World Oceans Day! Things You Can Do.

EACH YEAR, JUNE 8TH IS RECOGNIZED AS WORLD OCEANS DAY, with the goal of focusing attention on the state of our oceans and its needs. SO FIRST!  Reflect on the beauty, serenity and meaning we find when we visit the reef. Not to mention the oceans’ role in feeding the world, helping control the climate and giving us great beaches. SECOND: DON’T MESS IT UP! Drawn from a post at the beginning of the year

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Urban Octopuses…..Conservation Challenges in a Changing Climate…..Green Energy from Kelp…..Saving Abalone…..Hope for Reefs….Acidification Threats

Links to environmental news & research. “GIMME SHELTER, SAYS YOUR NEW NEIGHBOR, THE URBAN OCTOPUS”   Anthropocene   With more human-made debris on the sea floor in deep water near human-occupied coasts, octopuses are more common in urban waters than off less developed stretches of shoreline, a study conducted in Puget Sound determined. “DESIGNING MARINE PROTECTED AREAS IN A CHANGING CLIMATE”  Hakai Magazine   With climate change creating so many unknowns for conservation efforts, focusing on biodiversity is

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Five Easy Resolutions for the Reef

IF YOU’RE BUSY MAKING NEW YEAR’S RESOLUTIONS, here are five for the reef that will be easy to keep. Actually, they’ll help the whole planet, above and below water. •  USE LESS PLASTIC: Plastic pollution in our oceans, on our shorelines and everywhere else, is maddening and destructive of the health of people, wildlife and the environment as a whole. To help cut down on the spread of plastic debris: Use refillable water bottle and reject

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Robust Source Reefs Offer Hope for the Great Barrier Reef

NEWS ABOUT AUSTRALIA’S GREAT BARRIER REEF is usually dire, but a team of scientists studying the reef have found a ray of hope: Some GBR sections are resilient segments that are in position to support regeneration of damaged areas. ROBUST SOURCE REEFS   Far from being a monolith, the GBR is composed of more than 3,800 interconnected reefs. About 100 of them are capable of functioning as “robust source reefs” that can produce coral larvae likely

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Spectacular Marine Park Established by Mexico

MEXICO HAS ESTABLISHED THE LARGEST MARINE PARK in North America, a 58,000-square-mile region of the Pacific Ocean several hundred miles off its southwestern coast. “UNIQUELY RICH”  The Revillagigedo Archipelago National Park  surrounds four uninhabited volcanic islands and is described as uniquely rich in marine biodiversity, supporting several species of sea turtles, three dozen species of sharks and rays and more than 360 species of fishes, some of which are  not found anywhere else in the world. COLLIDING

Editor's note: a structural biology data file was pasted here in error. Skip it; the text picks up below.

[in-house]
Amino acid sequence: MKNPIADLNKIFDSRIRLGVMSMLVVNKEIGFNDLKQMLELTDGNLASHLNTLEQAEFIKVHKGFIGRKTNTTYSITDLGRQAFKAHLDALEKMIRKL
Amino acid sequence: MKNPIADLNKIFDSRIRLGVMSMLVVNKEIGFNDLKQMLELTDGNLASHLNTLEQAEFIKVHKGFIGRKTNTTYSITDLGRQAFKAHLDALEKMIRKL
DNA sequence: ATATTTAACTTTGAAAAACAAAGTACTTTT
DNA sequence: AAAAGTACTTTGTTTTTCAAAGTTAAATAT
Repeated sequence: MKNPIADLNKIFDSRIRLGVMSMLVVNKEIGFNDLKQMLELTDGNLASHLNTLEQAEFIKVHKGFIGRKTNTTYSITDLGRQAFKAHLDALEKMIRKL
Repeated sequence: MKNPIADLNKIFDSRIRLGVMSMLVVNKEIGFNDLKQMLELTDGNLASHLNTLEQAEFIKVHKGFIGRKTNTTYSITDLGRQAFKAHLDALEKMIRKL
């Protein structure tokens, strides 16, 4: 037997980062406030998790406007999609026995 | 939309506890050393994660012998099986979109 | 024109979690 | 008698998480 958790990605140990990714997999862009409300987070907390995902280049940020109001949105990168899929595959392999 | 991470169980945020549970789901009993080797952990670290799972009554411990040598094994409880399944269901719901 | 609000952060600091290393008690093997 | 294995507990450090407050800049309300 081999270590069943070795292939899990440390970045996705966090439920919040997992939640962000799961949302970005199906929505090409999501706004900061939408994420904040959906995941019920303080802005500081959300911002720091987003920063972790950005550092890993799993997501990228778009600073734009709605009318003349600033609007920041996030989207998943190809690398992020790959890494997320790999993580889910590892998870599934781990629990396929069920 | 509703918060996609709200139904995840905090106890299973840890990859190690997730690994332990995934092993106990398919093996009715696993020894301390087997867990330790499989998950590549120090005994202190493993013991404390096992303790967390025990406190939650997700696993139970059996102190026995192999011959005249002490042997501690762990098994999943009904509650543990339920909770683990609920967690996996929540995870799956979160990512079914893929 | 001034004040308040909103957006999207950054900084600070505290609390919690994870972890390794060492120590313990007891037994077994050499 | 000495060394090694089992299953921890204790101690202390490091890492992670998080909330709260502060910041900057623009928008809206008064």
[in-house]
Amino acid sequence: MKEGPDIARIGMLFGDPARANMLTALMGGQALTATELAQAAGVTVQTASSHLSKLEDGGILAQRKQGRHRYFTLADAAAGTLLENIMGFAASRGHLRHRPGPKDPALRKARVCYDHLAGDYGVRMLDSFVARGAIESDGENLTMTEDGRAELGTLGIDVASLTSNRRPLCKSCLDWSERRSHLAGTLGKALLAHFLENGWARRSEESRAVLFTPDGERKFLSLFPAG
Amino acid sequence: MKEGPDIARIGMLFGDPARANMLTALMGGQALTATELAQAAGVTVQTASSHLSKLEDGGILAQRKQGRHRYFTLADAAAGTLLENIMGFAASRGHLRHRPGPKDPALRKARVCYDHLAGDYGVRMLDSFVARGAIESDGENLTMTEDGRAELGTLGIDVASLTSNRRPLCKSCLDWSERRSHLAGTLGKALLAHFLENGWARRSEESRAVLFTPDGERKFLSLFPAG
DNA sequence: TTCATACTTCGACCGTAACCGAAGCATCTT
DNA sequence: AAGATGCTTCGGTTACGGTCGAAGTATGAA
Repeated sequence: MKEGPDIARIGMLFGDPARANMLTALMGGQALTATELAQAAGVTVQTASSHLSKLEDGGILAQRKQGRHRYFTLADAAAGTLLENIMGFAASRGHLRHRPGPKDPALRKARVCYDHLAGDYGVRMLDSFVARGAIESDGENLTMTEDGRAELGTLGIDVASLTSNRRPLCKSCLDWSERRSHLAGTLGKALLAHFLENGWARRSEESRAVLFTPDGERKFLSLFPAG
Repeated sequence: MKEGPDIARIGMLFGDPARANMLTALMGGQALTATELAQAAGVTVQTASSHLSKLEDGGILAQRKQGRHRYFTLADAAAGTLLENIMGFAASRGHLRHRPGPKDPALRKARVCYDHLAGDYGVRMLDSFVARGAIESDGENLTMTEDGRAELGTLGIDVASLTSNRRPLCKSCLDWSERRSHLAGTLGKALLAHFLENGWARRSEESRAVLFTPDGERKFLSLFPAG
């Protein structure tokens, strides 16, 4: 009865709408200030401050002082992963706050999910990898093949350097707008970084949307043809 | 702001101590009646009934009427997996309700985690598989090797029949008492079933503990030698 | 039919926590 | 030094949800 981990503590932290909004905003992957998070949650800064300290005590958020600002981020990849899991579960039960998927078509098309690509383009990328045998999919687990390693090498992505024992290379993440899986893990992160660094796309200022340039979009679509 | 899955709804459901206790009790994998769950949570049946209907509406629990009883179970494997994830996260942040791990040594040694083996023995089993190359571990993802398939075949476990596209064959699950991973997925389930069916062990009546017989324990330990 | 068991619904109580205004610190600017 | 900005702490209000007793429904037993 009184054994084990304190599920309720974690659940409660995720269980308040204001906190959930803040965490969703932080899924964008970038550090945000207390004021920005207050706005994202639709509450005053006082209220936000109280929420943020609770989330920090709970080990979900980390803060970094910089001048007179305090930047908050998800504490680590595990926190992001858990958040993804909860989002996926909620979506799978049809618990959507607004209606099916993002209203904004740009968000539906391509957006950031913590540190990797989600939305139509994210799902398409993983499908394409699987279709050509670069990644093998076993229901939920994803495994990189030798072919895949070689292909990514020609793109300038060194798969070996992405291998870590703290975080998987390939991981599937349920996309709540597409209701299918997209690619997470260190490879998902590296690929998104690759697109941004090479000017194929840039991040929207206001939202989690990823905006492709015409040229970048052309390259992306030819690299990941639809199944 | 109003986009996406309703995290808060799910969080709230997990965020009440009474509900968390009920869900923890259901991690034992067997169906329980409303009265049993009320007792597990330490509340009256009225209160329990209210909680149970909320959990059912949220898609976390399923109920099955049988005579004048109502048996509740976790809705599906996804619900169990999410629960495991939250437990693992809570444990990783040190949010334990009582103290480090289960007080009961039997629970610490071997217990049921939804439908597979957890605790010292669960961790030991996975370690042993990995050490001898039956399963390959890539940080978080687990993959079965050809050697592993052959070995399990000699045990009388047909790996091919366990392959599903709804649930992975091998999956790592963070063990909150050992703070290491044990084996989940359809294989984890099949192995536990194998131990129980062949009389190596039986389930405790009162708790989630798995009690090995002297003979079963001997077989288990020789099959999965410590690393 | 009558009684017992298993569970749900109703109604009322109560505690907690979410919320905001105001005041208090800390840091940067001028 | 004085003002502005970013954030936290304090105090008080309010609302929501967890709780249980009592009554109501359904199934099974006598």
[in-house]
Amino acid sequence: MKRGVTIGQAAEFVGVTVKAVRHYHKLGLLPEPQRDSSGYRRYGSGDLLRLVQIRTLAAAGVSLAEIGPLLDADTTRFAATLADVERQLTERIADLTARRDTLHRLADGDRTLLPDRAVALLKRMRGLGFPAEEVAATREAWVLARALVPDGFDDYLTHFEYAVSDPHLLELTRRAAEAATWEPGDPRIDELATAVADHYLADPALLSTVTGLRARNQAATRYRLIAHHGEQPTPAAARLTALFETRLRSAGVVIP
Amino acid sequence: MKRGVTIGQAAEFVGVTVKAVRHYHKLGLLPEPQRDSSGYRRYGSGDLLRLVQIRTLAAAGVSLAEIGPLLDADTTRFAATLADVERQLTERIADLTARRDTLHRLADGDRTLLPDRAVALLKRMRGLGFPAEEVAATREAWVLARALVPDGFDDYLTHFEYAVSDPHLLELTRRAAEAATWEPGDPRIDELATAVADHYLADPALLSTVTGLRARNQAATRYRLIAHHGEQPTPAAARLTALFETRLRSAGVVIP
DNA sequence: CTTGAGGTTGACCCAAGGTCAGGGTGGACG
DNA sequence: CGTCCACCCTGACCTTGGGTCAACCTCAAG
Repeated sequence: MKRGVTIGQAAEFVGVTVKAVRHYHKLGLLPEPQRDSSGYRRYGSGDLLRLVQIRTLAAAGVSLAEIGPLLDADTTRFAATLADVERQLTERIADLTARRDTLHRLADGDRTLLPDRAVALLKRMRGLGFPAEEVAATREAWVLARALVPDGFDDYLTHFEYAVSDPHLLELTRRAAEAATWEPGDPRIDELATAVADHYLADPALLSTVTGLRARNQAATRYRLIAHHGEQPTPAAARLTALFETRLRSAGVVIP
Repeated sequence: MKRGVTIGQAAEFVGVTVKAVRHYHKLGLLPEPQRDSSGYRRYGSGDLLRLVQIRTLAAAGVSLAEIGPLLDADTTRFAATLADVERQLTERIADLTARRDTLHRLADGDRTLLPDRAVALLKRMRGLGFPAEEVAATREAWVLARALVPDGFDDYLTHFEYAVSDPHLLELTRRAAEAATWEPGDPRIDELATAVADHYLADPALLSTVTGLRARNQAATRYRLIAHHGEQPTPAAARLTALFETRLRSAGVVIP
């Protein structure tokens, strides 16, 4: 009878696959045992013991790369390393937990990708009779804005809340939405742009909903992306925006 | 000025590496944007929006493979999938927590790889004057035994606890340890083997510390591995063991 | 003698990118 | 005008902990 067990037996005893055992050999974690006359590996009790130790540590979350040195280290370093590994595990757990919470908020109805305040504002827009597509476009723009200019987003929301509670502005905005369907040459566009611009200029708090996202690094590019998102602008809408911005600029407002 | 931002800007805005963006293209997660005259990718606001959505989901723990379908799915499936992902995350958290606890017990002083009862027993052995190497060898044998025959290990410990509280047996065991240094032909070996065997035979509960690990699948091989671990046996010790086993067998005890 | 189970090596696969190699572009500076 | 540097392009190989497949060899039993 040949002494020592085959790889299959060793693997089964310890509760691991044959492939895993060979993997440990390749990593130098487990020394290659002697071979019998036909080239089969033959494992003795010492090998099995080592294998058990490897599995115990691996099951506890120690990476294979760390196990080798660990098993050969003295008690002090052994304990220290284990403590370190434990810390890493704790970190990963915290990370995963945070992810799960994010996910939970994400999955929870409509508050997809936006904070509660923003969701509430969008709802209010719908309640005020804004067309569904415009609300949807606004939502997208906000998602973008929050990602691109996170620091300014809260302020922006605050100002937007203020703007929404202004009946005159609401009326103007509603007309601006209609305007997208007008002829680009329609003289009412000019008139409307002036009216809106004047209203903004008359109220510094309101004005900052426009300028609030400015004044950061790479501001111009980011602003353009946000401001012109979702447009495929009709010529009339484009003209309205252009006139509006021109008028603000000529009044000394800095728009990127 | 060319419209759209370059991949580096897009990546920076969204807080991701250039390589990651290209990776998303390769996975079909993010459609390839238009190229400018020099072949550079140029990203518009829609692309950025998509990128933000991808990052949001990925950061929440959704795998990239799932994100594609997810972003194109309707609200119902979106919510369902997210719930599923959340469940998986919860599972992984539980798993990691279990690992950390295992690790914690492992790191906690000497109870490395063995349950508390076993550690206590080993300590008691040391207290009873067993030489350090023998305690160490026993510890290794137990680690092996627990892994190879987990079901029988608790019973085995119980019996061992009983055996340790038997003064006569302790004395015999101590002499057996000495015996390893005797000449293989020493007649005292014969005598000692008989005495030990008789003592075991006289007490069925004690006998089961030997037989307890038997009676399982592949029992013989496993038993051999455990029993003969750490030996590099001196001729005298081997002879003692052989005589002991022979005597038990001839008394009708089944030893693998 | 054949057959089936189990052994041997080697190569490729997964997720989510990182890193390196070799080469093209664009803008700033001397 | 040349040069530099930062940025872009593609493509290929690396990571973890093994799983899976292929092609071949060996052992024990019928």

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Warmer Ocean Temperatures Most Likely Mean Smaller Fishes

GLOBAL WARMING IS CAUSING FISH IN THE OCEAN TO SHRINK in body size, say two scientists at the University of British Columbia. If the rise in ocean temperatures continues at the present rate, many fish are likely to decline in size by 20 to 30 percent, they say. Warmer ocean temperatures cause fishes’ bodies to warm up as well, accelerating their metabolisms and oxygen requirements, explains William Cheung, director of science at the Nippon Foundation-UBC

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Shark Fin Trade Ban Before Congress

A BILL BANNING THE SHARK FIN TRADE IN THE UNITED STATES appears likely to be passed by Congress, based on a hearing earlier this month by a House subcommittee. BIPARTISAN SUPPORT With 200 co-sponsors, HR1456, the “Shark Fin Trade Elimination Act,” has strong bipartisan support in the House and a similar bill under consideration in the Senate has 19 co-sponsors. The hearing by a  subgroup of the House Committee on Oversight and Government Reform was described

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Hope for “Badass Corals”

  HERE’S A GLIMMER OF OPTIMISM FOR A WORLD BESET by seemingly constant pessimistic news about oceans, reefs and marine animal: A TED talk by a coral reef specialist about “Why I Still Have Hope for Coral Reefs.” “We can be incredibly pessimistic on the short term, and mourn what we lost and what we really took for granted,” suggested marine biologist Kristin Marhaver, “but we can still be optimistic on the long term, and we can still

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Saving the Mangroves!

MANGROVES ARE VITAL to our coastlines, reef and planetary health generally. Naturally, they’re endangered by  human activities, among the most threatened habitats in the world, according to the non-profit Mangrove Action Project (MAP). Villains in the picture include shrimp farming, logging, unregulated development and perhaps the fact that many governments have regarded mangrove forests as wastelands and useless swamps. MAP cites shrimp farms as the most significant destroyer of mangrove forest at present. SIGNIFICANT LOSSES

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Seagrasses, Too!

SEAGRASSES ARE THE GRASSY EQUIVALENTS OF MANGROVES, essential to the health of the reefs, the oceans, Mother Earth and humankind. And, again, found in shallow coastal waters worldwide. And, again, threatened. They provide many of the same benefits as mangroves – offering food and shelter to juvenile fishes, small finfishes and to crustaceans, mollusks and other invertebrates. They stabilize coastal areas and sequester carbon carbon dioxide. AND CLEAN, TOO!  A recently published study has identified another way

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